We are currently a party to a number of license and acquisition agreements of importance to our business and to our current product candidates, and we expect to be subject to additional such agreements in the future. Disputes may arise between us and any of these counterparties regarding intellectual property subject to and each parties' obligations under such agreements, including:

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          These or other disputes over our obligations or intellectual property that we have licensed or acquired may prevent or impair our ability to maintain our current arrangements on acceptable terms, or may impair the value of the arrangement to us. Any such dispute could have an adverse affect on our business.

          If we fail to meet our obligations under these agreements in a material respect, the respective licensor/seller would have the right to terminate the respective agreement and upon the effective date of such termination, have the right to re-obtain the related technology as well as aspects of any intellectual property controlled by us and developed during the period the agreement was in force that relate to the applicable technology. This means that the licensor/seller to each of these agreements could effectively take control of the development and commercialization of our product candidates after an uncured, material breach of the agreement by us. This would also be the case if we voluntarily terminate the relevant agreement. While we would expect to exercise all rights and remedies available to us, including seeking to cure any breach by us, and otherwise seek to preserve our rights under the technology licensed to or acquired by us, we may not be able to do so in a timely manner, at an acceptable cost or at all. Any uncured, material breach under the license could result in our loss of exclusive rights and may lead to a complete termination of our product development and any commercialization efforts for each of our product candidates.

          Regeneron has rights to develop rilonacept in its retained fields of local administration to the eye and ear, oncology, deficiency of the interleukin-1 receptor, or DIRA, and CAPS. Regeneron may also develop rilonacept in fields to which we have licensed the rights, but we retain the commercial benefit related to that development upon approval of rilonacept in any field that we have licensed. We and Regeneron communicate with each other concerning our related development activities, and we have approval rights over Regeneron's development in the fields that we have licensed, including pericarditis. Outside of the United States and Japan, Regeneron has granted a third-party licensee the right to develop and commercialize rilonacept in CAPS and certain periodic fever syndromes. The development of rilonacept in other fields could increase the possibility of identification of adverse safety results that impact our development of rilonacept for recurrent pericarditis. In addition, if approved, commercialization of rilonacept in other fields could result in an increased threat of off-label use to compete with the sale of rilonacept to treat these indications, which may diminish sales of rilonacept in fields licensed exclusively to us.

          Certain of our agreements may limit or delay our ability to consummate certain transactions, may impact the value of those transactions, or may limit our ability to pursue certain activities. For example, under the MedImmune Agreement, we cannot sublicense the rights licensed or sublicensed to us without the consent of MedImmune and certain applicable third-party licensors, if required by agreements between MedImmune and such third-party licensors. Under an asset purchase agreement with Biogen, or the Biogen Agreement, Biogen has a right of first negotiation under certain circumstances to purchase the assets we acquired from Biogen or to obtain a license to exploit the applicable products. This right of first negotiation remains in effect until the earlier of 12 years from the date of the agreement or the first commercial sale of a product under the agreement, and applies to a variety of transactions, including licensing transactions and the sale of our company. In addition, under the Biogen Agreement, we are subject to an exclusivity obligation, pursuant to which we may not conduct any activity alone or through a third party related to a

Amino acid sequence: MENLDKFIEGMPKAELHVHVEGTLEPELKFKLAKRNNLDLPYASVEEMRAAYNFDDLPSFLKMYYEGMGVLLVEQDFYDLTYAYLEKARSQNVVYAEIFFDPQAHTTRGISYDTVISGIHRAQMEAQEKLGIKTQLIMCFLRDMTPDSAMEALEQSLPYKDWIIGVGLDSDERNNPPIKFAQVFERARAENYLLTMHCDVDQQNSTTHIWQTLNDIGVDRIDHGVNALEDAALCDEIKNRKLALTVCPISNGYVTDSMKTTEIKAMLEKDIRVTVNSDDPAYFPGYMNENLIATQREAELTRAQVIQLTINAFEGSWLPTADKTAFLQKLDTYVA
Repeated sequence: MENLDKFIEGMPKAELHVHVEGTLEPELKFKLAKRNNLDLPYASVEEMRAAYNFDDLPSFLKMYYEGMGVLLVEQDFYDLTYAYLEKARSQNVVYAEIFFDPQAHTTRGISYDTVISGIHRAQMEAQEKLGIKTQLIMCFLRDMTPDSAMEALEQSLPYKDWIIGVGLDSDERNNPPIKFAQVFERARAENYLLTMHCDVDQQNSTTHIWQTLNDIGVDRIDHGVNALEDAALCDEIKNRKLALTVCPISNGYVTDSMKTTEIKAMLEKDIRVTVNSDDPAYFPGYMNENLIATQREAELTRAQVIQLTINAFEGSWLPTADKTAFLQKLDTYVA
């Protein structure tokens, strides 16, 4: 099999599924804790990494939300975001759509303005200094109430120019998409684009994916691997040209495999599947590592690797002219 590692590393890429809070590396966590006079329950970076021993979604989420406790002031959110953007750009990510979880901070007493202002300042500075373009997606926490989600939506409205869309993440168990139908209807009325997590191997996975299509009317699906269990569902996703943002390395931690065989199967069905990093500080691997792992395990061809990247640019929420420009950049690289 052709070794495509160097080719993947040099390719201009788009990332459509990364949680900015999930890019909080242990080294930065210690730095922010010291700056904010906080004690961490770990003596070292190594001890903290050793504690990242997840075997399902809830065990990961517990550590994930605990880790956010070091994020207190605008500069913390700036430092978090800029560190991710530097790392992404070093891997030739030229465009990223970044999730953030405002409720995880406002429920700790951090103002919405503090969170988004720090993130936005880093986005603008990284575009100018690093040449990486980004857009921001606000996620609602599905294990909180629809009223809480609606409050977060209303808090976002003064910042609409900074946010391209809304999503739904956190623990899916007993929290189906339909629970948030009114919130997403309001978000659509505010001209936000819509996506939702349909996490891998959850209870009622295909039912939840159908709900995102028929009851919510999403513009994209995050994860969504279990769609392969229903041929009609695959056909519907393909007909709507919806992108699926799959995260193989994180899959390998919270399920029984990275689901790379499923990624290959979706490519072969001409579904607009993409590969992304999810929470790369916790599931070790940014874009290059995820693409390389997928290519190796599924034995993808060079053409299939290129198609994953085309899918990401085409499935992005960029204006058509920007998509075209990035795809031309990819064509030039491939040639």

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product that modulates OSMR (other than for the development and commercialization of products that are the subject of the Biogen Agreement). This exclusivity obligation runs from the earlier of the eighth anniversary of the agreement or the first commercial sale of a product that is the subject of the agreement.

Third parties may initiate legal proceedings alleging that we are infringing their intellectual property rights, the outcome of which would be uncertain and could have a material adverse effect on the success of our business.

          Our commercial success depends upon our ability and the ability of our collaborators to develop, manufacture, market and sell our product candidates and use our proprietary technologies without infringing the proprietary rights and intellectual property of third parties. The biotechnology and pharmaceutical industries are characterized by extensive and frequent litigation regarding patents and other intellectual property rights. We cannot assure you that our product candidates or any future product candidates, including methods of making or using these product candidates, will not infringe existing or future third-party patents. We may in the future become party to, or threatened with, adversarial proceedings or litigation regarding intellectual property rights with respect to our product candidates and technology, including contested proceedings before the USPTO. Our competitors or other third parties may assert infringement claims against us, alleging that our products are covered by their patents.